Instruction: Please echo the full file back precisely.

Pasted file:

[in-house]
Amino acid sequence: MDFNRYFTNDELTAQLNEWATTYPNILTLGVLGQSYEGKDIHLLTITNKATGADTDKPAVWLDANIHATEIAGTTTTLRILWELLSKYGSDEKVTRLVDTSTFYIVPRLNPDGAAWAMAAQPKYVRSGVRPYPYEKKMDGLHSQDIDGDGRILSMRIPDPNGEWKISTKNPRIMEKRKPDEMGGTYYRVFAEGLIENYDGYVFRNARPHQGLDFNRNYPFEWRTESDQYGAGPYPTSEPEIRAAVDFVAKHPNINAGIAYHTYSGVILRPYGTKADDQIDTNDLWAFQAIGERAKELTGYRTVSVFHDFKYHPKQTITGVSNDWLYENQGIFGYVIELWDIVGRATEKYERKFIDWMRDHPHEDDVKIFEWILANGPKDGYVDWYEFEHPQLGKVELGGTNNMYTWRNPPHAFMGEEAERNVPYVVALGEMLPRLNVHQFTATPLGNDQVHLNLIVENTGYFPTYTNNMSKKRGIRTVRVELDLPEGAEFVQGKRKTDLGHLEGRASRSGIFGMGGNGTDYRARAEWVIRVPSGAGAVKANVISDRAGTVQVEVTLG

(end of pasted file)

[in-house]
Amino acid sequence: MDFNRYFTNDELTAQLNEWATTYPNILTLGVLGQSYEGKDIHLLTITNKATGADTDKPAVWLDANIHATEIAGTTTTLRILWELLSKYGSDEKVTRLVDTSTFYIVPRLNPDGAAWAMAAQPKYVRSGVRPYPYEKKMDGLHSQDIDGDGRILSMRIPDPNGEWKISTKNPRIMEKRKPDEMGGTYYRVFAEGLIENYDGYVFRNARPHQGLDFNRNYPFEWRTESDQYGAGPYPTSEPEIRAAVDFVAKHPNINAGIAYHTYSGVILRPYGTKADDQIDTNDLWAFQAIGERAKELTGYRTVSVFHDFKYHPKQTITGVSNDWLYENQGIFGYVIELWDIVGRATEKYERKFIDWMRDHPHEDDVKIFEWILANGPKDGYVDWYEFEHPQLGKVELGGTNNMYTWRNPPHAFMGEEAERNVPYVVALGEMLPRLNVHQFTATPLGNDQVHLNLIVENTGYFPTYTNNMSKKRGIRTVRVELDLPEGAEFVQGKRKTDLGHLEGRASRSGIFGMGGNGTDYRARAEWVIRVPSGAGAVKANVISDRAGTVQVEVTLG